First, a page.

Peterson, Roger Tory
Peterson, Roger Tory
(b. 28 August 1908 in Jamestown, New York; r/. 28 July 1996 in Old Lyme, Connecticut), artist, writer, and naturalist who achieved world fame as an author, illustrator, and editor of nature books.
In his youth, Peterson displayed a spirited and rebellious independence. His father, Charles Gustav, had come from Sweden as a small child and worked as a craftsman in the furniture factories of Jamestown. Peterson’s mother, Henrietta Bader, brought to western New York by her German immigrant parents, worked as a teacher and homemaker. Peterson had a younger sister. His passion for nature study began at age eleven; he had a particular, but not exclusive, interest in birds. He used existing published guides to birds, wildflowers, and butterflies, but he was critical of their inadequacies.
Peterson developed skills in writing and drawing while attending Jamestown High School. He graduated in 1925 and took a job applying decorative painting to furniture. In November he attended the annual meeting of the American Ornithological Union (AOU) at the American Museum of Natural History in New York City. There he met the well-known bird scholar Ludlow Griscom and the bird artists Louis Agassiz Fuertes and Francis Lee Jaques. Peterson had submitted two bird paintings to be shown at the meeting, and exhibited his work again at the 1926 meeting of the AOU in San Francisco, which he did not attend.
Peterson enrolled in New York City at the Art Students League in 1927 and 1928 and at the National Academy of Design from 1929 to 1931 to study drawing and painting. His pursuit of bird watching continued undiminished. He found in New York City a small group of young men who shared his passion for birds and joined their Bronx County Bird Club. He continued to paint furniture decorations to supplement his income.
During his student years, Peterson spent summers as a nature counselor at a summer camp in Maine, developing into an enthusiastic and effective teacher. This led in 1931 to his position as an art and natural history teacher at the Rivers Country Day School in suburban Brookline, Massachusetts. His association with the prosperous families that summered in Maine and favored private education had the effect of cultivating refined social graces and gentlemanly behavior in Peterson.
Peterson began writing and illustrating articles that were published in Field and Stream and Nature Magazine. His book A Field Guide to the Birds was published by the Houghton Mifflin Company in 1934 and was an immediate success. His innovation, the Peterson System of bird identification, was based on similarities of form, size, and color, rather than on scientific relationships, that could be used by the amateur observer. The Field Guide went through four editions, and together with his A Field Guide to the Western Birds (1941), eventually sold more than seven million copies.
Suddenly in demand as a famous author, in 1934 Peterson joined the National Association of Audubon Societies, where he served as art editor of Audubon magazine until 1943. He also was the association’s educational director and principal lecturer and writer. His first duties included redesigning and illustrating the Audubon publications; he also wrote many of their articles.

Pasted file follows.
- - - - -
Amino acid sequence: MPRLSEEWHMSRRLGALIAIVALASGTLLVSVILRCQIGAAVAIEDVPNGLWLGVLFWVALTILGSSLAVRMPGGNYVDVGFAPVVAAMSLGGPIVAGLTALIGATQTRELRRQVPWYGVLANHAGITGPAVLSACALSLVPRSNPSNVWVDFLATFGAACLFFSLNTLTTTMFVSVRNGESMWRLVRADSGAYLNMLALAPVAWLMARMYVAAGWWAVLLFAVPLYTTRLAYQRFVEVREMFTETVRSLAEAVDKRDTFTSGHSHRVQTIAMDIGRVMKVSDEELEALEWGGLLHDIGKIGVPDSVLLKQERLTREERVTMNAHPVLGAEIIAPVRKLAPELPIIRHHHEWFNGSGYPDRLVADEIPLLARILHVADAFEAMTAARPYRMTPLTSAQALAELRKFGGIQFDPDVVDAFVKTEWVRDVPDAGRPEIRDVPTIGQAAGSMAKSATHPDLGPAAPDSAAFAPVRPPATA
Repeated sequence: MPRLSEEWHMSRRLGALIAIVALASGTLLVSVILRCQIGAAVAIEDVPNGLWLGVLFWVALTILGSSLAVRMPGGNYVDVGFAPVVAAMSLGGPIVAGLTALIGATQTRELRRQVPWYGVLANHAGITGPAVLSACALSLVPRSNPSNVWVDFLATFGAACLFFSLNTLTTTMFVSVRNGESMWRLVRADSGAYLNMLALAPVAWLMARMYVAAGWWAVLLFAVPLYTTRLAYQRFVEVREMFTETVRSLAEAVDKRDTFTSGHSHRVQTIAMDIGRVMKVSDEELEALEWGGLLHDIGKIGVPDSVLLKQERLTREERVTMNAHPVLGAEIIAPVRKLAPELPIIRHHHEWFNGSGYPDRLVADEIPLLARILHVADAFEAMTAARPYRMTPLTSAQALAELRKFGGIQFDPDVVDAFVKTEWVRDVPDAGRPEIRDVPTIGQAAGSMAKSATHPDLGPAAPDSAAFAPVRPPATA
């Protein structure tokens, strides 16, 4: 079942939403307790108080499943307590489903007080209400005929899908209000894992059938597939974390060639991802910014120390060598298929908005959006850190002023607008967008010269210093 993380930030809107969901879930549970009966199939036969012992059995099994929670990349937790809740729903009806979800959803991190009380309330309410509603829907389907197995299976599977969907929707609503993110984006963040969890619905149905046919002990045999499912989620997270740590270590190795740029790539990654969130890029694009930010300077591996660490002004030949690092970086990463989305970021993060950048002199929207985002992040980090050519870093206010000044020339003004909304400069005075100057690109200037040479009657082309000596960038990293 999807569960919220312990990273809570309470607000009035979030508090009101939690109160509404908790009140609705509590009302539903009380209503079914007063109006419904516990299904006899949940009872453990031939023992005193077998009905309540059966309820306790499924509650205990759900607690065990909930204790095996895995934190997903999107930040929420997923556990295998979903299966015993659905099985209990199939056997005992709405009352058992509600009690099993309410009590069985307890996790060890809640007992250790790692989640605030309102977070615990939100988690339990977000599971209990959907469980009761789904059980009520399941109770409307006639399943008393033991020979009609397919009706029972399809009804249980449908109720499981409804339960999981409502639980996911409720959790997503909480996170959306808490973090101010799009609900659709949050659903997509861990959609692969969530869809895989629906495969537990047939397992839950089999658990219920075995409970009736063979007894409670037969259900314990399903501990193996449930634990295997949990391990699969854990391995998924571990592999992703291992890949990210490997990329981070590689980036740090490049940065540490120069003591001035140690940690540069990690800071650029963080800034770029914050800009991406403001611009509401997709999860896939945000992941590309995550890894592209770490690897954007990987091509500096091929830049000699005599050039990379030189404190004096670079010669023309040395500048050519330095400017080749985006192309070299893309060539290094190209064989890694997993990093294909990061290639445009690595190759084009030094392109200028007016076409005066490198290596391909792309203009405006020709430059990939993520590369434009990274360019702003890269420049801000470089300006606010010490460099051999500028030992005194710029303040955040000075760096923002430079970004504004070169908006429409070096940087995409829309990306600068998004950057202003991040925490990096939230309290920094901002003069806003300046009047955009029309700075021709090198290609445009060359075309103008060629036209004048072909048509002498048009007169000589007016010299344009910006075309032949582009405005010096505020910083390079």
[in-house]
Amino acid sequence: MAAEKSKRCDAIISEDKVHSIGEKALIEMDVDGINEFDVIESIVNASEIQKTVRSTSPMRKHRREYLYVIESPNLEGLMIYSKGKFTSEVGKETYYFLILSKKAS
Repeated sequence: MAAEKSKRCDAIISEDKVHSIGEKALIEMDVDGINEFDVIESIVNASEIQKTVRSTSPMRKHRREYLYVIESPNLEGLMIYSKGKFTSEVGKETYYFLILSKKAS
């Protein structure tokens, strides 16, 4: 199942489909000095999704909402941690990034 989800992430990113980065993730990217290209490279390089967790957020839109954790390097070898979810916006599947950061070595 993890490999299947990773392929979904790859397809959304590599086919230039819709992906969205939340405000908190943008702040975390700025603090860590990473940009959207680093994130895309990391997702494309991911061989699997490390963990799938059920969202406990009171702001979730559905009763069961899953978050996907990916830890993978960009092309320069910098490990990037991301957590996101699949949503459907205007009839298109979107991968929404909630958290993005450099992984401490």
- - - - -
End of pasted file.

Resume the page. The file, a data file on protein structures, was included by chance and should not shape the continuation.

In 1935 the Audubon Societies established a camp in Hog Island, Maine, with Peterson playing a major role in planning the facilities and programs and becoming the bird instructor in 1936. Programs were offered to adult nature enthusiasts. Peterson and one of these students, Mildred Washington, were immediately attracted to each other and were married on 19 December 1936. Peterson suddenly found himself in the social register, having married a descendant of George Washington’s family. They had no children.
Peterson undertook a heavy schedule of traveling and lecturing, and continued his writings on nature, producing magazine articles and the major book projects Junior Bookof Birds (1939), A Field Guide to the Western Birds, and Birds Over America (1948). His career activities aggravated some basic incompatibilities in his marriage with Mildred, and they divorced in 1942.
Peterson married Barbara Coulter, a curator of the Audubon photo library, on 9 July 1943; they had two sons. During World War II, Peterson was drafted into the army, serving in the Corps of Engineers. From 1943 to 1945 his writing and illustration talents were used to produce military instruction manuals. He adapted the Peterson System of bird identification to the task of enemy plane spotting. Toward the war’s end, he contributed to an Army Air Corps research project on the dosage effects of the insecticide DDT.
Peterson’s abilities as a writer, lecturer, and illustrator of the beauties of nature found a vast international audience. His articles appeared in Life magazine and National Geographic, and he formed partnerships with overseas naturalists. His books with the British ornithologist James Fisher, Wild America (1955) and World of Birds (1964), were milestones in nature publishing. The demand for his participation as a teacher and advocate for wildlife preservation took him to projects in eighty countries. From 1946 he was general editor of the Houghton Mifflin Peterson Guide Series, which ran to twenty-one volumes.
Barbara Coulter Peterson became an independently accomplished naturalist. Her custody of the family’s home responsibilities was unavoidably lonely, and the marriage suffered and ended in divorce after thirty-two years, in 1976.
Peterson was considered handsome and never lacked for female attention. He was six feet tall and had an outdoors-man’s trim and robust figure. In maturity, his white hair was full. He married Virginia Westervelt, a divorced neighbor in Old Lyme, Connecticut, on 8 April 1976.